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Drawn & Dangerous Delves into Graphic Fiction

Pop Culture Phenomenon Subject of English 111 Study

 

Delve into the world of graphic fiction as Selkirk College turns the spotlight on the genre in a course being offered this winter.

Once condemned as a dangerous force of moral degradation, comics and graphic novels have come to be recognized as important cultural texts.

“I’ve always been interested in popular culture as an expression of our deepest desires,” says Renée Jackson-Harper, Selkirk College English Instructor. “Graphic novels like Art Spiegelman’s Maus, Alison Bechdel’s Fun Home and David B’s Epileptic, have stayed with me since I first encountered them, and I have continued to return to the big questions they raise about what drives us as individuals and as society.”

Renée Jackson-Harper will teach English 111, Drawn & Dangerous: Graphic Imaginations, in Nelson this winter.

Renée Jackson-Harper will teach English 111 with a special focus on Drawn & Dangerous: Graphic Imaginations, in Nelson this winter. The course offered at Selkirk College’s Tenth Street Campus will take students deep into graphic fiction and examine what the genre says about popular culture.

Jackson-Harper will teach English 111 offered on the Tenth Street Campus of Selkirk College starting January 9 running Wednesdays from 4:00 to 7:00 p.m. The intro-level literature course is fully transferrable as three credits for first-year English in the School of University Arts & Sciences. The class will focus on Drawn & Dangerous – Graphic Imaginations, texts that take the form of visual narratives and poetry. Topics of discussion will include adaptation, transmedia storytelling and graphic fiction and poetics as powerful platforms for social critique.

“There is something incredibly powerful about marrying images with words in order to tell a story,” says Jackson-Harper. “Perhaps it’s because we often associate comics with juvenile narratives that seeing grown-up themes [the Holocaust and childhood traumas] drawn in panels is so starling and compelling. It’s the tension that often exists between the words and the images on the pages that keeps me returning for more.”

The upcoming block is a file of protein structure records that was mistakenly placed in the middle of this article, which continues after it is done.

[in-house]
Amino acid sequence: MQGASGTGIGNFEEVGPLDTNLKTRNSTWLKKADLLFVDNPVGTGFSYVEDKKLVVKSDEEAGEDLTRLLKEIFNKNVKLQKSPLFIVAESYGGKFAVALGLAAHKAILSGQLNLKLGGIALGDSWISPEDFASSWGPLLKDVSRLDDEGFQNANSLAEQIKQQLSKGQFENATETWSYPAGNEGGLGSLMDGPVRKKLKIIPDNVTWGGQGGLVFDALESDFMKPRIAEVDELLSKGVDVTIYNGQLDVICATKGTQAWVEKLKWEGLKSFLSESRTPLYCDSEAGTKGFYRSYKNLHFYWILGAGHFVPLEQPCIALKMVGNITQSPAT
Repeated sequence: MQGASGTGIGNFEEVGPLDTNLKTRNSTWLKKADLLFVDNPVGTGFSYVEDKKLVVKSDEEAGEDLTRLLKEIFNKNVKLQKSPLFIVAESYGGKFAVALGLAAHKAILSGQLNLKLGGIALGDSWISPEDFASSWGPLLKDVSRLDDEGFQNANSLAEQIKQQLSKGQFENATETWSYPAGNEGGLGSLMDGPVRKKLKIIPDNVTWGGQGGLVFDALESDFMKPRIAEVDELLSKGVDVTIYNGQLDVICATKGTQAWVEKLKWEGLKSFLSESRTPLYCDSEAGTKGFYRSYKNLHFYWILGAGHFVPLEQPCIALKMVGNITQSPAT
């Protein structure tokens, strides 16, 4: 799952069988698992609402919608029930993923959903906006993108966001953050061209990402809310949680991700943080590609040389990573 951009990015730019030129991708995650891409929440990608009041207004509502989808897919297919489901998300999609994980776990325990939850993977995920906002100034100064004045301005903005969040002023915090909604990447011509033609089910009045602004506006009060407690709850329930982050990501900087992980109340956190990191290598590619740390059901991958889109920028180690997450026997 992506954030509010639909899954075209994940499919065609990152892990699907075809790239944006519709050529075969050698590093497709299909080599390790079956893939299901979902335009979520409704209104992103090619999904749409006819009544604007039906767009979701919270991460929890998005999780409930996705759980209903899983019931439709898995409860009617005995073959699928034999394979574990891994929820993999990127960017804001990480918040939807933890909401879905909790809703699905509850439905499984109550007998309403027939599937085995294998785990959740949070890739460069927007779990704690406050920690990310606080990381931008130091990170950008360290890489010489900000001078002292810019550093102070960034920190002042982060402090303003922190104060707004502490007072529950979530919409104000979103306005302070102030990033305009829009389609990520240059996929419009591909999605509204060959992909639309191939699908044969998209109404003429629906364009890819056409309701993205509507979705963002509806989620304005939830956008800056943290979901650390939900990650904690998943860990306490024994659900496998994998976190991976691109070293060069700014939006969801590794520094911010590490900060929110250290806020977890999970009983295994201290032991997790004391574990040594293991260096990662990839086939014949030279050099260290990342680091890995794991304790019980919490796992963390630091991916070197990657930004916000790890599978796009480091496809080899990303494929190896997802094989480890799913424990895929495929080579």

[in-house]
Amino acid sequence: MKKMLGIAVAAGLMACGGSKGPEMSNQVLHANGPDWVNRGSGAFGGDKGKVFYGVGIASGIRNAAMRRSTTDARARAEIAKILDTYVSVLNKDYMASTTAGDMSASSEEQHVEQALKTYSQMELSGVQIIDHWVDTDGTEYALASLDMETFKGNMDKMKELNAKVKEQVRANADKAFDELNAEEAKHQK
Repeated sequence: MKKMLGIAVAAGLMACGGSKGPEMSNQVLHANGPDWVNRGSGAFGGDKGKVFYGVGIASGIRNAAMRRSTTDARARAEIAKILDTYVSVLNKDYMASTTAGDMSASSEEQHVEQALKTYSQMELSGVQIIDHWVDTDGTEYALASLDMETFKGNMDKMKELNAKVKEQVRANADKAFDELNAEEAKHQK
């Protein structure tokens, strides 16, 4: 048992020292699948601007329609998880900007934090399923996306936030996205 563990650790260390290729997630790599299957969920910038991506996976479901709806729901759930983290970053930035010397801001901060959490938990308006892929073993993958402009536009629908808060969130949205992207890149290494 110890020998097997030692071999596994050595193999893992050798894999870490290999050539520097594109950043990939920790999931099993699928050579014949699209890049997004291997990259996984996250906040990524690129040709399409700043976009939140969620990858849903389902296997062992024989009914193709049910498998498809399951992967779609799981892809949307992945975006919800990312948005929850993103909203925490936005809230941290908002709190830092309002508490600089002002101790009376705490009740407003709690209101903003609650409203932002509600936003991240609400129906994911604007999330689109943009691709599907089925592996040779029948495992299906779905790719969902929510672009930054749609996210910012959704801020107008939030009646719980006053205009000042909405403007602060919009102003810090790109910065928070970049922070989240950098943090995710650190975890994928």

Contemplating Context of the Graphic Novel

Along with critical essays and movie adaptations, students will examine several primary texts including Watchmen, Maus, Fun Home, X and March. Students will also learn how to write about sequential graphic narratives, have an opportunity to experiment with the form and examine adaptation of famous literary text, like Homer’s Odyssey, into the genre.

Jackson-Harper is enthusiastic about this featured course topic offered at Selkirk College and feels it would appeal to a wide range of students including those who are interested in making their own graphic novel, those who have long loved graphic fiction and students who love literature and the multitude of forms it takes.

“Whatever it is that brings students to the classroom, I’m certain that the discussion will be lively and challenging. I can’t wait!” says Jackson-Harper.

Successful completion of English 110 is the usual prerequisite but students may be granted permission to enroll by contacting Jackson-Harper by email. To register for English 111 or one of the first and second-year creative writing courses taught in Nelson by Leesa Dean who recently published her collection of short stories Waiting for the Cyclone, please contact Admissions at 1.888.953.1133 ext. 21233 or by email. Deadline is January 6.

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